About the project

In the seventh century BC the Assyrian monarch was the most powerful human being in the whole Middle East. Hundreds of letters, queries and reports show scholars advising the Assyrian royal family on matters ominous, astrological and medical, often with direct impact on political affairs. Along with court poetry and royal prophecies, they give an extraordinary vivid insight into the actual practice of scholarship in the context of the first well-documented courtly patronage of scientific activity in world history.

These Assyrian scholarly writings - letters, poetry, queries and reports - were published in eight edited volumes which are now out of print or difficult to get hold of:

With the kind permission of the authors and the Neo-Assyrian Text Corpus Project [http://www.helsinki.fi/science/saa/], this project brings together translations and transliterations of all 2100 of these texts. We have also added a wealth of material from our undergraduate lectures and seminars to support our own teaching and to provide resources for colleagues in history of science and religion who do not have access to specialist libraries.

Timing, development, and feedback

The project began in January 2007 and this website went online in September 2007. The current version of the website was corrected and updated in August 2010 with further additions in January 2011. It includes the following new features:

Work has now finished on this website. However, since 2016, the website's content is maintained by the Munich Open-access Cuneiform Corpus Initiative [http://www.en.ag.geschichte.uni-muenchen.de/research/mocci/index.html] (MOCCI), which is based Ludwig-Maximilians-Universität München [http://www.uni-muenchen.de/index.html] (Historisches Seminar - Abteilung Alte Geschichte) and supported by the Alexander von Humboldt Foundation [https://www.humboldt-foundation.de/web/home.html]. To report problems (i.e., broken links), send a brief message to the email address Jamie.Novotny@lrz.uni-muenchen.de.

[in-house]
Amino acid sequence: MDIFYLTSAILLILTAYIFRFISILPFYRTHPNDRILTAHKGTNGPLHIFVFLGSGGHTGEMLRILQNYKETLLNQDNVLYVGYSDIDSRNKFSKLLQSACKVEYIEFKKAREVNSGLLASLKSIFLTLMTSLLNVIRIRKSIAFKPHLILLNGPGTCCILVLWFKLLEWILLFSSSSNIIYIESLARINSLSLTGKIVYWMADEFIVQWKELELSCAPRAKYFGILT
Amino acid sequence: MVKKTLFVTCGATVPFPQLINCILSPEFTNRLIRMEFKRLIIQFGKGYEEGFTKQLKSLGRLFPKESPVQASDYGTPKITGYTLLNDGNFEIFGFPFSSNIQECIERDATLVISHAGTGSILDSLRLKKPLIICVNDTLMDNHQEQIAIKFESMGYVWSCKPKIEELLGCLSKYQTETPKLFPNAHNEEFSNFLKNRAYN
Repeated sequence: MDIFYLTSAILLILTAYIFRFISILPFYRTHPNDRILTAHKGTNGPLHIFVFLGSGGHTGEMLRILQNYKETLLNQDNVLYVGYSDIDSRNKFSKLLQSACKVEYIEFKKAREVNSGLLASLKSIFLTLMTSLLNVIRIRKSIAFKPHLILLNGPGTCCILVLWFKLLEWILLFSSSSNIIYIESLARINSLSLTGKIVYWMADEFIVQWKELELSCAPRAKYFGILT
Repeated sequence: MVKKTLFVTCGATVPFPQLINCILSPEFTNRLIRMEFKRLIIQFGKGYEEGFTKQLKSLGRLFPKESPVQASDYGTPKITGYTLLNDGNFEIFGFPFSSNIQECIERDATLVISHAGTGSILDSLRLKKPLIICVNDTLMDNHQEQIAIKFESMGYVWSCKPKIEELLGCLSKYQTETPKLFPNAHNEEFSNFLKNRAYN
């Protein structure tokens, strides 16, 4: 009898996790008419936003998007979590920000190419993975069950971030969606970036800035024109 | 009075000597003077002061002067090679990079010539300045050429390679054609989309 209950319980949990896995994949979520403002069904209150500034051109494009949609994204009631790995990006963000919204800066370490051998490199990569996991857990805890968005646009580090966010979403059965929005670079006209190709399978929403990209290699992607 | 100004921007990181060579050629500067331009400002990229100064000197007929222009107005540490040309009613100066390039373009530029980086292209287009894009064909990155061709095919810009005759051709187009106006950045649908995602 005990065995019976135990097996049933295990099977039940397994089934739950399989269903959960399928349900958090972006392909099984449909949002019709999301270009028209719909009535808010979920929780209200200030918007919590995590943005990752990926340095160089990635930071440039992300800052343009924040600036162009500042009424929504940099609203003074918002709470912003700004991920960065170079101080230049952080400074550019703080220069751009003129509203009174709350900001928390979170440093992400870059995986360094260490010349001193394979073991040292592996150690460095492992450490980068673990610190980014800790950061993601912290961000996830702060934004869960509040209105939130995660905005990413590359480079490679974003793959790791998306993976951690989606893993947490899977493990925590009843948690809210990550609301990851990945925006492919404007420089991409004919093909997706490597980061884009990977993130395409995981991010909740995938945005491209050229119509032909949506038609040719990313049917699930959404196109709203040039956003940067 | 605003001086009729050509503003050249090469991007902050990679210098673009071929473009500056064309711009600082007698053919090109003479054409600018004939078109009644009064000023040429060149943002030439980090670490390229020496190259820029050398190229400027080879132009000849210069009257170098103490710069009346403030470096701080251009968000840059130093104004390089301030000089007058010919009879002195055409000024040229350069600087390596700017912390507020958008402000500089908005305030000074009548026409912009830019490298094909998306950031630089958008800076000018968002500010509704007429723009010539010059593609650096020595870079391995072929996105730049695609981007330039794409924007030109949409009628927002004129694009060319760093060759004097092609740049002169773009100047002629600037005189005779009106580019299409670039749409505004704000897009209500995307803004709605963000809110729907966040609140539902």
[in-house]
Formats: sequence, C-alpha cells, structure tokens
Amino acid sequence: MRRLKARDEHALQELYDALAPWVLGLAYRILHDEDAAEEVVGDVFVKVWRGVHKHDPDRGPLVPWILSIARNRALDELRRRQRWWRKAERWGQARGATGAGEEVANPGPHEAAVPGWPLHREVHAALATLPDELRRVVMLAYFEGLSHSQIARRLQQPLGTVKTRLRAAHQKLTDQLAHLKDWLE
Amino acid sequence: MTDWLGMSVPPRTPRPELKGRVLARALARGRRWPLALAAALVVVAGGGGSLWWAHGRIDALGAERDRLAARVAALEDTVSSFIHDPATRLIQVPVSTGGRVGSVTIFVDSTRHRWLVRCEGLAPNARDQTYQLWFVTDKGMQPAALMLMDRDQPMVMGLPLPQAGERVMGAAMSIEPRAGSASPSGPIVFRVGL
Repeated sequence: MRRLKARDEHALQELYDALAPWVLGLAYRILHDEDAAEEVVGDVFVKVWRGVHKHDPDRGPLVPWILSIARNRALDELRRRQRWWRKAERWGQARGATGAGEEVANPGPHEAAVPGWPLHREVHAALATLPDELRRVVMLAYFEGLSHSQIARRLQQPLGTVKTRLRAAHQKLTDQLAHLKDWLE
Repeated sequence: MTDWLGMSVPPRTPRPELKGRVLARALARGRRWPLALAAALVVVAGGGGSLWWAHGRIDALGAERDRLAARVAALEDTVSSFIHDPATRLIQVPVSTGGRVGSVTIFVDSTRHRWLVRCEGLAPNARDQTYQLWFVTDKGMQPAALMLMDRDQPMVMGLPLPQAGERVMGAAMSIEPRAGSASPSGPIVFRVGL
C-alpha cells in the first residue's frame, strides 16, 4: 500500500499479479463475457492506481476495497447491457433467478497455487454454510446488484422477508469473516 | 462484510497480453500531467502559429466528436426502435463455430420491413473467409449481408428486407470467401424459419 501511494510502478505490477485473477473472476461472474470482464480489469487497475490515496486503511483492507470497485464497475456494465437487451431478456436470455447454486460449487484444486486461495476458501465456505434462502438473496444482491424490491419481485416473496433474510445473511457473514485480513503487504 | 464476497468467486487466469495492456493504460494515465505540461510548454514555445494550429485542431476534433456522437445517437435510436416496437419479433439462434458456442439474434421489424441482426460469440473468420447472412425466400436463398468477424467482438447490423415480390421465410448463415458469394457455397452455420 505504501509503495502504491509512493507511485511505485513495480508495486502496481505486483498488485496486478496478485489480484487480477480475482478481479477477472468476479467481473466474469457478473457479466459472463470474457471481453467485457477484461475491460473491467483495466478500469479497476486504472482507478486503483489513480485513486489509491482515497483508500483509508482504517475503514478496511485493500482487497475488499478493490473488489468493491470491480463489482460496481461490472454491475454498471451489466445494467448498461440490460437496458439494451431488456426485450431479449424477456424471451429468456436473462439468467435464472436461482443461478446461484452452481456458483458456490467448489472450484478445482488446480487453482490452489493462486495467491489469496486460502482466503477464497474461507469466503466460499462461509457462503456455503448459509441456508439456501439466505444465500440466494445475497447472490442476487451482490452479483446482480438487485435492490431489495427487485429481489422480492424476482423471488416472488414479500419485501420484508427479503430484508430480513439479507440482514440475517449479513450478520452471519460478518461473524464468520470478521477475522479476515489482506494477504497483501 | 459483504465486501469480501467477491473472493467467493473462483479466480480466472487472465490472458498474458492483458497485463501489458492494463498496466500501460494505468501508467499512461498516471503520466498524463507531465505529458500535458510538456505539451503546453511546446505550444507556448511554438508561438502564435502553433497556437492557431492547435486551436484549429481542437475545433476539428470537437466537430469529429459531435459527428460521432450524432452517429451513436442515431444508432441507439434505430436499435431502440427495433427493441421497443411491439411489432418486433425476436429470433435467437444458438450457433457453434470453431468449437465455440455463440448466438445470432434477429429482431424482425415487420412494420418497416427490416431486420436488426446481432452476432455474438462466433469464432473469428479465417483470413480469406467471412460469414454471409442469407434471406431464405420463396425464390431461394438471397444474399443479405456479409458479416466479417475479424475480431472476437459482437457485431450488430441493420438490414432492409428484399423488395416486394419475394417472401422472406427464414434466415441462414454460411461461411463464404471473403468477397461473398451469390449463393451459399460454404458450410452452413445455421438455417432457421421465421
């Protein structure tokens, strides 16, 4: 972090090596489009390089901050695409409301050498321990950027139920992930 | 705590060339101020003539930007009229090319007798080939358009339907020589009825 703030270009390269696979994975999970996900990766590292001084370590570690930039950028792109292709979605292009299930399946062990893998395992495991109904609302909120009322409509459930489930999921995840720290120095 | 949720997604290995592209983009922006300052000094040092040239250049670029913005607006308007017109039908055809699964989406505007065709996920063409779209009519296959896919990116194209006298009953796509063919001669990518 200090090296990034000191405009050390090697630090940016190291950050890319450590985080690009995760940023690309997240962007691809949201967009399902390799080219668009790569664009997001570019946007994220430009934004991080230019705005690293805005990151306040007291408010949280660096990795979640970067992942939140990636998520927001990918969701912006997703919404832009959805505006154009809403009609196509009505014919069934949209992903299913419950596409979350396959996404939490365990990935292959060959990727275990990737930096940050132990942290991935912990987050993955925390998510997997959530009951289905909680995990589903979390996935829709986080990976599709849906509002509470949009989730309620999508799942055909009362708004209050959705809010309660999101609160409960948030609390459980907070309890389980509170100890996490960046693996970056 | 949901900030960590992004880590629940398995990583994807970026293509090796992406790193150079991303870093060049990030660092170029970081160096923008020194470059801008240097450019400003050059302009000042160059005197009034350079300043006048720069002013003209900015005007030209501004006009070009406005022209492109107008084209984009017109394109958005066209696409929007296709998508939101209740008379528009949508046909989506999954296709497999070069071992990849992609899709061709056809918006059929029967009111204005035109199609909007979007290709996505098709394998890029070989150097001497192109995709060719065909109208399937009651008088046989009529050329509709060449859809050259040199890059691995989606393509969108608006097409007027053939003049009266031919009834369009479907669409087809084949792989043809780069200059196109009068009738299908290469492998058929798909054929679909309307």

Sponsors

The project was funded by an e-learning grant from the UK Higher Education Academy's Subject Centre for Philosophical and Religious Studies [https://www.heacademy.ac.uk] in 2007-8. Much of Eleanor Robson's time on the project in 2007 was supported by an Early Career Fellowship from the Centre for Research in Arts, Social Sciences, and Humanities [http://www.crassh.cam.ac.uk] at the University of Cambridge. Work on the Cuneiform Revealed section of the site was funded by a grant from the UK Higher Education Academy's Subject Centre for History, Classics and Archaeology [http://www.heacademy.ac.uk/hca] in 2009. The 2010 update was supported by a grant from University College London's Executive Sub-Committee on Innovations in Teaching Learning and Assessment (ESCILTA). Support for the maintenance of the website (2016-) is provided by LMU Munich [http://www.uni-muenchen.de/index.html] and the Alexander von Humboldt Foundation [https://www.humboldt-foundation.de/web/home.html] through the establishment of the Alexander von Humboldt Professorship for Ancient History of the Near and Middle East [http://www.ag.geschichte.uni-muenchen.de/lehrstuehle/ls_radner/index.html].

Software development

The website is based on a design by George MacKerron for the Whipple Museum [http://www.hps.cam.ac.uk/whipple/], and was created using his Electrostatic software. The transliteration and translation files were originally coded by Bob Whiting for the Text Corpus of Neo-Assyrian Project [http://www.helsinki.fi/science/saa/]. They were converted to ATF [http://oracc.museum.upenn.edu/doc/builder/], Oracc [http://oracc.museum.upenn.edu/]'s standard encoding, by Steve Tinney, who also wrote the pager which displays them.

Project team

Consultants and contributors of transliterations and translations

Other contributors

 
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© Higher Education Academy, 2007-11
http://oracc.museum.upenn.edu/saao/knpp/abouttheproject/